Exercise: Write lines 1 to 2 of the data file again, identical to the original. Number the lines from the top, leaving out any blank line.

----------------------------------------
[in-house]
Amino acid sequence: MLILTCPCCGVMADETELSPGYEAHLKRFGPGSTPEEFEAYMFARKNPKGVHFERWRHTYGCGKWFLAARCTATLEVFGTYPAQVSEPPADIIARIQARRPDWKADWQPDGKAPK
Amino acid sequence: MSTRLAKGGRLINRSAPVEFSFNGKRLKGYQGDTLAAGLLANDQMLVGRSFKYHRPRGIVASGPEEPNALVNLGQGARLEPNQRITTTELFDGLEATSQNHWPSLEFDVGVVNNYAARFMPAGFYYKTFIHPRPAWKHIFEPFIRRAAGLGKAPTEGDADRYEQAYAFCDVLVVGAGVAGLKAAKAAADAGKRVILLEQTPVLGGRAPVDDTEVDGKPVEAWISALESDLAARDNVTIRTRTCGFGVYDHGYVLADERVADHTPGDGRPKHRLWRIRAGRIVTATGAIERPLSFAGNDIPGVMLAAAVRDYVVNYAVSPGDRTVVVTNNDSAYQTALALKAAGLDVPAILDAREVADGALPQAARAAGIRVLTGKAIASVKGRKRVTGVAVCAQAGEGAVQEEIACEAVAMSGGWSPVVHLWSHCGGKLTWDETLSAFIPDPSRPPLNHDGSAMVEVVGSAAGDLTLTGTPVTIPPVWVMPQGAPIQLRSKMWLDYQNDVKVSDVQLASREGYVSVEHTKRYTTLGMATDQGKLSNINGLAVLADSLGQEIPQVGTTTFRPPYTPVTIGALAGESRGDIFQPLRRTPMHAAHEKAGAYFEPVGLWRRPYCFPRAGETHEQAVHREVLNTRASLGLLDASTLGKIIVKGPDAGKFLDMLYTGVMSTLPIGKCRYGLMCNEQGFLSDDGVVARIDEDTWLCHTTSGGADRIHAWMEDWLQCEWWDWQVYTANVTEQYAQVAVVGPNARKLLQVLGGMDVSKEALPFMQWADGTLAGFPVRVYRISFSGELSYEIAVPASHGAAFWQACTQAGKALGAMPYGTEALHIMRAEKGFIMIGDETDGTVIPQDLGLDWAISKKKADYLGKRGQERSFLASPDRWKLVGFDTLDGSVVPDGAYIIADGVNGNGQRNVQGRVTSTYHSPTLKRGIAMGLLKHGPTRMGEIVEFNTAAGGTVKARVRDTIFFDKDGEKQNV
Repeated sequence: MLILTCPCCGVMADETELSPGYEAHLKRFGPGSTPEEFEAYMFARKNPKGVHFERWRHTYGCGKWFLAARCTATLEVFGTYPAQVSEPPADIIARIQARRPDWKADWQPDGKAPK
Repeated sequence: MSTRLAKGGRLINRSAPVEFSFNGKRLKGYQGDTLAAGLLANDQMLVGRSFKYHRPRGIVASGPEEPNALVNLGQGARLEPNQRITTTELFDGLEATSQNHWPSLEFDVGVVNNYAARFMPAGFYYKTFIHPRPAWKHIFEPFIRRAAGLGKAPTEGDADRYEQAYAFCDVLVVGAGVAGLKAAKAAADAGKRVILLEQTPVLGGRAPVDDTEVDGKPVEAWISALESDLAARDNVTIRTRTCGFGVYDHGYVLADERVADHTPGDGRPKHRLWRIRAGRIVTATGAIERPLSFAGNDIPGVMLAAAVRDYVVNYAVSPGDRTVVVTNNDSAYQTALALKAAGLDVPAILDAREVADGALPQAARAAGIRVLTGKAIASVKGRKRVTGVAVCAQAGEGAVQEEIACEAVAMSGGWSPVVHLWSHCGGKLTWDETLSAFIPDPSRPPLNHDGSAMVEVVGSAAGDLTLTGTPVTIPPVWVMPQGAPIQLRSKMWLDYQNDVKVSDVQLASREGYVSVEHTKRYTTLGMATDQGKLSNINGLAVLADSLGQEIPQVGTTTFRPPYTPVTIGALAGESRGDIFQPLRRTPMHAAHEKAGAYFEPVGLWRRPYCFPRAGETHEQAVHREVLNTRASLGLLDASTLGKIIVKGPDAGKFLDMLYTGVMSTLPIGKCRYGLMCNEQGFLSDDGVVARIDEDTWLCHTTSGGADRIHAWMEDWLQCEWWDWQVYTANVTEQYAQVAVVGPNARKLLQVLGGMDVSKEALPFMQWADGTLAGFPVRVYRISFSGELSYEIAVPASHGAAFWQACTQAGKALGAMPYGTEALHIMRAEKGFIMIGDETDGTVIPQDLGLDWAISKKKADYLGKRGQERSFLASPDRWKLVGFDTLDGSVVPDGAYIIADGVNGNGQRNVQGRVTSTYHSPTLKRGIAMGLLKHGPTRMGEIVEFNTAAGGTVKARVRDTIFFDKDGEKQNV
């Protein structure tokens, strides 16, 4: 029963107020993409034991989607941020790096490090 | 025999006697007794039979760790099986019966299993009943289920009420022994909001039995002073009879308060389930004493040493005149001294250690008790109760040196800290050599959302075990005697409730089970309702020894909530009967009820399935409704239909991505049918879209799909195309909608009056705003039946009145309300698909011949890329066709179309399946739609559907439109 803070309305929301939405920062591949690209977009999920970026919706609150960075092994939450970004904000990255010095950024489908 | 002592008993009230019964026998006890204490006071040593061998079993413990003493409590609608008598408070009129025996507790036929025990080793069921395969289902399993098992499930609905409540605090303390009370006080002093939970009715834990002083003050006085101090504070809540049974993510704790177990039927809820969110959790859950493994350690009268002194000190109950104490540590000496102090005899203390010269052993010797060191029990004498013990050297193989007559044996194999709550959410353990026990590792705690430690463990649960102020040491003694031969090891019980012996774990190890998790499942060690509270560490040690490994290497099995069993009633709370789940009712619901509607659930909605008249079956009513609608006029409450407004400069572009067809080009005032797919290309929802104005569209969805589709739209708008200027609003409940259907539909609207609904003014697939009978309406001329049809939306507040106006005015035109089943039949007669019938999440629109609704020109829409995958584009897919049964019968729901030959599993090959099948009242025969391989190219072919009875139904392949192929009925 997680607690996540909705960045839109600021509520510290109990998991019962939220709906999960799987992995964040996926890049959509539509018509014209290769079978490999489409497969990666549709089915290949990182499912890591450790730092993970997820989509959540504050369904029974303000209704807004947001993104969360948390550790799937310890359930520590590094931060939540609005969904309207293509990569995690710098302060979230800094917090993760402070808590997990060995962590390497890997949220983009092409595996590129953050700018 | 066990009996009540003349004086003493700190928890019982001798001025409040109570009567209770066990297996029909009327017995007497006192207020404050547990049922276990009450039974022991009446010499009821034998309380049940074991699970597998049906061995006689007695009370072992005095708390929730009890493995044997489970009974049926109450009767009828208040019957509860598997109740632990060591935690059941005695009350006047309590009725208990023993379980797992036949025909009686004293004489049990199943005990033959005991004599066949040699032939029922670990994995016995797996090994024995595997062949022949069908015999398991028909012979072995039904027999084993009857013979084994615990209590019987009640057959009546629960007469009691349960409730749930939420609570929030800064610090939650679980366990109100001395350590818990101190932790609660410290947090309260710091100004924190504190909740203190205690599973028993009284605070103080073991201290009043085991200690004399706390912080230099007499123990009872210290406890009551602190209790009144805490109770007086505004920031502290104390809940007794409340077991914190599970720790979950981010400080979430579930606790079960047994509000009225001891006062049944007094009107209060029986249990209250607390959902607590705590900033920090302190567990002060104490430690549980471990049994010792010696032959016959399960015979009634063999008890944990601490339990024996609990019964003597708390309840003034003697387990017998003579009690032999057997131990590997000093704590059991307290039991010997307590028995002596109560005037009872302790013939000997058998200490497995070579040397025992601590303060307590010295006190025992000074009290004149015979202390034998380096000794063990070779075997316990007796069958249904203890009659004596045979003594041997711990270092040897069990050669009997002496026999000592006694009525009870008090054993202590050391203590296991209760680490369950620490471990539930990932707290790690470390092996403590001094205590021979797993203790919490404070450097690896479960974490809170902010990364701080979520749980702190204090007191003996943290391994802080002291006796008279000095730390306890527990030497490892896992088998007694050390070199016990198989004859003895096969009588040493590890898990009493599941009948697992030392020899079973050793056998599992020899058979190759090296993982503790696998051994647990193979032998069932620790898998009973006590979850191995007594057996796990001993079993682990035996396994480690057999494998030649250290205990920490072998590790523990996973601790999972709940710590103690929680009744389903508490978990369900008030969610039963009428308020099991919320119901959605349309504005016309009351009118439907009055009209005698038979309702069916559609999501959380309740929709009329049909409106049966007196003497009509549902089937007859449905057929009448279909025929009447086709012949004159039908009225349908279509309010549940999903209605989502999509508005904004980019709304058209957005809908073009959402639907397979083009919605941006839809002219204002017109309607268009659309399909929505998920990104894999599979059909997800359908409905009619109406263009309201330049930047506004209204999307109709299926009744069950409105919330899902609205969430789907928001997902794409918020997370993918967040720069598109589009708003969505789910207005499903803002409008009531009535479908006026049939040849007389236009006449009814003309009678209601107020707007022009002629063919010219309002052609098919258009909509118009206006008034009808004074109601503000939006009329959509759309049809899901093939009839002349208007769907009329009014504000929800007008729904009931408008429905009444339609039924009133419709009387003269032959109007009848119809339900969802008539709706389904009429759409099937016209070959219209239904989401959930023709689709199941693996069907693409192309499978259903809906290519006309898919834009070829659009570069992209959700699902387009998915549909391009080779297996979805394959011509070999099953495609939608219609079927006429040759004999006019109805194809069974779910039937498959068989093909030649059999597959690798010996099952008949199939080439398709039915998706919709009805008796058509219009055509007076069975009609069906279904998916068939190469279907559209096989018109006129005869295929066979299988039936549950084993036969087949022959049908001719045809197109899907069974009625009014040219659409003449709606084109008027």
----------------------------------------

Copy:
[in-house]
Amino acid sequence: MLILTCPCCGVMADETELSPGYEAHLKRFGPGSTPEEFEAYMFARKNPKGVHFERWRHTYGCGKWFLAARCTATLEVFGTYPAQVSEPPADIIARIQARRPDWKADWQPDGKAPK